- Aircraft, boat and tractor-trailer salespeople
- Mechanics and salespeople at car dealerships
- Drivers, mechanics, and loaders employed by motor carriers whose duties affect the safety of vehicles on interstate highways
- Employees of national parks, national forests or wildlife refuges who work in amusement or recreation
- Purchasers of agricultural products
- Workers who transport fruits and vegetables
- Workers who process sugar
- People who sell farm implements
- Workers at livestock auctions
- Elevator operators in rural areas
- Police offers who work in small public police departments, less than 5 officers
- Firefighters who work in small public fire departments, ones with less than 5 firefighters
- Forestry workers employed by small companies, less than 9 employees
- Employees of small lumber operations, less than 9 employees
- Local delivery people
- Cab drivers
- Houseparents at not-for-profit education institutions
- Workers at movie theaters
- Employees at small-market radio stations
- Employees at small-market TV stations
- Railroad workers
- People who work at sea on American vessels
Other examples of workers who are exempt from both minimum wage and overtime pay include:
- Babysitters who don’t work for the same client on a regular basis
- Federal criminal investigators
- Homeworkers making wreaths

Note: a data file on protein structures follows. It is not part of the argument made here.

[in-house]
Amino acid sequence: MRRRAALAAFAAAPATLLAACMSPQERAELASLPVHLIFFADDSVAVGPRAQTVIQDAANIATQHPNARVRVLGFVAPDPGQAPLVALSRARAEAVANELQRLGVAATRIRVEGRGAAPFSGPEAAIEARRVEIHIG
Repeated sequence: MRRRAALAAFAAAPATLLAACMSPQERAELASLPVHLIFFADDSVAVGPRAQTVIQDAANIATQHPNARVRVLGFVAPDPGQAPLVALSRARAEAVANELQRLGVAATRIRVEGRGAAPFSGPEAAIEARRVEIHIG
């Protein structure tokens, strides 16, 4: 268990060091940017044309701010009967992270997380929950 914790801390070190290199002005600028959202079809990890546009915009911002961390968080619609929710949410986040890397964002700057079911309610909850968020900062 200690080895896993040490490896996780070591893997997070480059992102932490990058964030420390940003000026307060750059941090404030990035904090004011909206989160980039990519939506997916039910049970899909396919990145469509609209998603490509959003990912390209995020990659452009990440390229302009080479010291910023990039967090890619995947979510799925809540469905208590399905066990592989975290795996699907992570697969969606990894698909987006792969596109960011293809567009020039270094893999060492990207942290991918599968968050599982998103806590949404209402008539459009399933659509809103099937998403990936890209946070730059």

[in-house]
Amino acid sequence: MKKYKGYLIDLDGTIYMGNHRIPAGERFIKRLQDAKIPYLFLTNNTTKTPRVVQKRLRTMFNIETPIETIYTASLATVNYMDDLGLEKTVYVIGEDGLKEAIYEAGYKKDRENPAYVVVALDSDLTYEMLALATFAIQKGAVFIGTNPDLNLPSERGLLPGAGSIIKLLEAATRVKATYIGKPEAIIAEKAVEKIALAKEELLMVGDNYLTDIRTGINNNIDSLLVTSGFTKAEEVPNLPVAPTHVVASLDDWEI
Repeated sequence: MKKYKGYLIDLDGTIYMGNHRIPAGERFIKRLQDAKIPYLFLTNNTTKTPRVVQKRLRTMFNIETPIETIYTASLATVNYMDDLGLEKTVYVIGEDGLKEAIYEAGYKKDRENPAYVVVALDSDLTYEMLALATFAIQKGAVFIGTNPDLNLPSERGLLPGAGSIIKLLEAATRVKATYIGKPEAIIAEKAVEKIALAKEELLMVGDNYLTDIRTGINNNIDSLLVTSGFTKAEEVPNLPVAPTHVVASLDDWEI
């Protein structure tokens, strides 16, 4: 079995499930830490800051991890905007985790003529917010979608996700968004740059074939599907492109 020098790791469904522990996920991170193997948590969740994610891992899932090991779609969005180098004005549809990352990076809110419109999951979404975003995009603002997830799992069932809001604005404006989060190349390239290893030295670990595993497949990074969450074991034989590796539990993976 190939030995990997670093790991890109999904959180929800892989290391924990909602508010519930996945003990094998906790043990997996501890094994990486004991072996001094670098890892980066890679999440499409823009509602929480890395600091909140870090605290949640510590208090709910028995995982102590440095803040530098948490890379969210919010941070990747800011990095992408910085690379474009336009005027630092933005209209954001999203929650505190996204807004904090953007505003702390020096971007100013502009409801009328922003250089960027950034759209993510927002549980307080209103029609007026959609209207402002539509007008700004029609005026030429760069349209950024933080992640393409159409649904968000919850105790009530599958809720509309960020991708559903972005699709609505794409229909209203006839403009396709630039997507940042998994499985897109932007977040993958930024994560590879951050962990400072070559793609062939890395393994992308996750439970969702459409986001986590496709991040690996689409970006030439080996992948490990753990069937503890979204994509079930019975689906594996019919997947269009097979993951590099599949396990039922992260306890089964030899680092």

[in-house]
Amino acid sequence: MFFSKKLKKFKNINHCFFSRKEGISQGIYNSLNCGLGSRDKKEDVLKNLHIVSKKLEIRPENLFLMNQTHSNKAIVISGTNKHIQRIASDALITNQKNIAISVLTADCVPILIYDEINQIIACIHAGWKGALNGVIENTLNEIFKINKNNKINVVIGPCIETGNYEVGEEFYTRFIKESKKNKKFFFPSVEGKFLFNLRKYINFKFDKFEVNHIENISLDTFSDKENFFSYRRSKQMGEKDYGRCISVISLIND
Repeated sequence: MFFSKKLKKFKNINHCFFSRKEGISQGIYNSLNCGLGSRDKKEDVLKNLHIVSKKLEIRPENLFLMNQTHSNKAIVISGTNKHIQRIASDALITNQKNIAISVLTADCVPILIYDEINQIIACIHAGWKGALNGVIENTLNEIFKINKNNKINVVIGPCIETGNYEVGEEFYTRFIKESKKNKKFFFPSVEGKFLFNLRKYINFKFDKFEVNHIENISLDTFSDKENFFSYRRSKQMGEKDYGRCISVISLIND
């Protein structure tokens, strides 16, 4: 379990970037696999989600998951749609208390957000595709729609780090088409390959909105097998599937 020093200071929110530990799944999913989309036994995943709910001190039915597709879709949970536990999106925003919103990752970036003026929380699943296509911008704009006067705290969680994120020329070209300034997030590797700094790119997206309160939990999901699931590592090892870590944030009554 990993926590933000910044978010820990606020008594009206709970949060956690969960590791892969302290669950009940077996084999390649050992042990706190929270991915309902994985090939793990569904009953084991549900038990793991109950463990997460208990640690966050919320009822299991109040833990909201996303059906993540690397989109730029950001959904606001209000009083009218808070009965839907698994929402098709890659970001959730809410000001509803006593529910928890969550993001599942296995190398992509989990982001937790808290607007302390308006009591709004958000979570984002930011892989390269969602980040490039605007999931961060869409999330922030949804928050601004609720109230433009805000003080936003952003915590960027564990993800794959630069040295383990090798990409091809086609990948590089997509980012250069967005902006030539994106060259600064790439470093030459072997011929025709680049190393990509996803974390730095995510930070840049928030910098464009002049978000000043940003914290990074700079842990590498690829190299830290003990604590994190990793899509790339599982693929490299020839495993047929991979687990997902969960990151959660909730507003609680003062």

- Newspaper delivery workers
- Employees of newspapers with limited circulation
- Switchboard operators
- People who work at sea on non-American vessels
Disabled workers are exempt from the federal minimum wage but are still entitled to overtime pay. Workers are “amusement or recreational establishments” that are not open more than seven months out of the year; or places that make a significant amount of money during one part of the year.
Real Exemption – Commissioned Salespeople
If you work for “retail or service establishment” as a salesperson, you may not be entitled to overtime wages if more than half of your earnings come from commission.
If the goods or services your employer sells are for resale, the FLSA does not count the business as a “retail or service establishment.” Only those that make a minimum of 75% of their annual sales on goods or services that are not for resale count.
Ideally, the only way to figure out if you are a commissioned salesperson, is you have to calculate your hourly regular rate.
For example, if you make an average more than one-and-a-half the minimum wage (either federal or state) for every hour worked, you may be exempt as a commissioned salesperson. Your regular rate includes commissions, plus a salary if applicable, and does not matter if your commission is on a weekly, biweekly, monthly, or another basis.
- Do you work for a retail or sales establishment?
- Are more than half of your earnings from commissions?